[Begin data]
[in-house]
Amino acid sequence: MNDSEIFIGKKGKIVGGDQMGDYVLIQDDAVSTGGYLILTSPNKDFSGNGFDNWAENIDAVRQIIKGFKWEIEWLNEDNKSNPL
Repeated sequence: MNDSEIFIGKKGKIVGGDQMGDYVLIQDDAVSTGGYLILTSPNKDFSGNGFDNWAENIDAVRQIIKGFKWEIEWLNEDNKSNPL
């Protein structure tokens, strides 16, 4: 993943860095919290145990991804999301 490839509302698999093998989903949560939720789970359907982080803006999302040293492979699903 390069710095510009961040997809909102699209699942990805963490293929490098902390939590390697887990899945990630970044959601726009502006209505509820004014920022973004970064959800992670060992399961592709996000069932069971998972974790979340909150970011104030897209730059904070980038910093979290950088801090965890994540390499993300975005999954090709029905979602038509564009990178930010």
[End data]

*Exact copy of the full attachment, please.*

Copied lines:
[in-house]
Amino acid sequence: MNDSEIFIGKKGKIVGGDQMGDYVLIQDDAVSTGGYLILTSPNKDFSGNGFDNWAENIDAVRQIIKGFKWEIEWLNEDNKSNPL
Repeated sequence: MNDSEIFIGKKGKIVGGDQMGDYVLIQDDAVSTGGYLILTSPNKDFSGNGFDNWAENIDAVRQIIKGFKWEIEWLNEDNKSNPL
């Protein structure tokens, strides 16, 4: 993943860095919290145990991804999301 490839509302698999093998989903949560939720789970359907982080803006999302040293492979699903 390069710095510009961040997809909102699209699942990805963490293929490098902390939590390697887990899945990630970044959601726009502006209505509820004014920022973004970064959800992670060992399961592709996000069932069971998972974790979340909150970011104030897209730059904070980038910093979290950088801090965890994540390499993300975005999954090709029905979602038509564009990178930010």